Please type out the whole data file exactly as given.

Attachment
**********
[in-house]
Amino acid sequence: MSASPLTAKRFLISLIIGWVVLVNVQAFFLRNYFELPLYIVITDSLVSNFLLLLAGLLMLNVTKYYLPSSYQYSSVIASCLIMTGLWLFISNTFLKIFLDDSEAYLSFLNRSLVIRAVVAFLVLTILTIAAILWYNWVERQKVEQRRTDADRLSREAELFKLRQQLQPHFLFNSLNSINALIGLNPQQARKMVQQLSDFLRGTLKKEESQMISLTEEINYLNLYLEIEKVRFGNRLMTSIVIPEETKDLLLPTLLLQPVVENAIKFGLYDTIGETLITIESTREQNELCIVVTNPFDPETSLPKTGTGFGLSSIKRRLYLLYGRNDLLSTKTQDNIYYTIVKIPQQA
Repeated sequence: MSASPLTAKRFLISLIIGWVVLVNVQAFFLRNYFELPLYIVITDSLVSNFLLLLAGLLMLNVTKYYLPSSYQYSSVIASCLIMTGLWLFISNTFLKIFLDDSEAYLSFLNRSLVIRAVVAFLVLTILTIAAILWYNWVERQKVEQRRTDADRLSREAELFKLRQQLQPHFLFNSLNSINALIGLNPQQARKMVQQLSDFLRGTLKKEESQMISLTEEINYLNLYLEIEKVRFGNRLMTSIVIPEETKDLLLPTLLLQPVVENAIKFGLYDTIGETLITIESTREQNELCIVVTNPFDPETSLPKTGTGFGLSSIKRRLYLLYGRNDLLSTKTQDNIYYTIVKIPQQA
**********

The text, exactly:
[in-house]
Amino acid sequence: MSASPLTAKRFLISLIIGWVVLVNVQAFFLRNYFELPLYIVITDSLVSNFLLLLAGLLMLNVTKYYLPSSYQYSSVIASCLIMTGLWLFISNTFLKIFLDDSEAYLSFLNRSLVIRAVVAFLVLTILTIAAILWYNWVERQKVEQRRTDADRLSREAELFKLRQQLQPHFLFNSLNSINALIGLNPQQARKMVQQLSDFLRGTLKKEESQMISLTEEINYLNLYLEIEKVRFGNRLMTSIVIPEETKDLLLPTLLLQPVVENAIKFGLYDTIGETLITIESTREQNELCIVVTNPFDPETSLPKTGTGFGLSSIKRRLYLLYGRNDLLSTKTQDNIYYTIVKIPQQA
Repeated sequence: MSASPLTAKRFLISLIIGWVVLVNVQAFFLRNYFELPLYIVITDSLVSNFLLLLAGLLMLNVTKYYLPSSYQYSSVIASCLIMTGLWLFISNTFLKIFLDDSEAYLSFLNRSLVIRAVVAFLVLTILTIAAILWYNWVERQKVEQRRTDADRLSREAELFKLRQQLQPHFLFNSLNSINALIGLNPQQARKMVQQLSDFLRGTLKKEESQMISLTEEINYLNLYLEIEKVRFGNRLMTSIVIPEETKDLLLPTLLLQPVVENAIKFGLYDTIGETLITIESTREQNELCIVVTNPFDPETSLPKTGTGFGLSSIKRRLYLLYGRNDLLSTKTQDNIYYTIVKIPQQA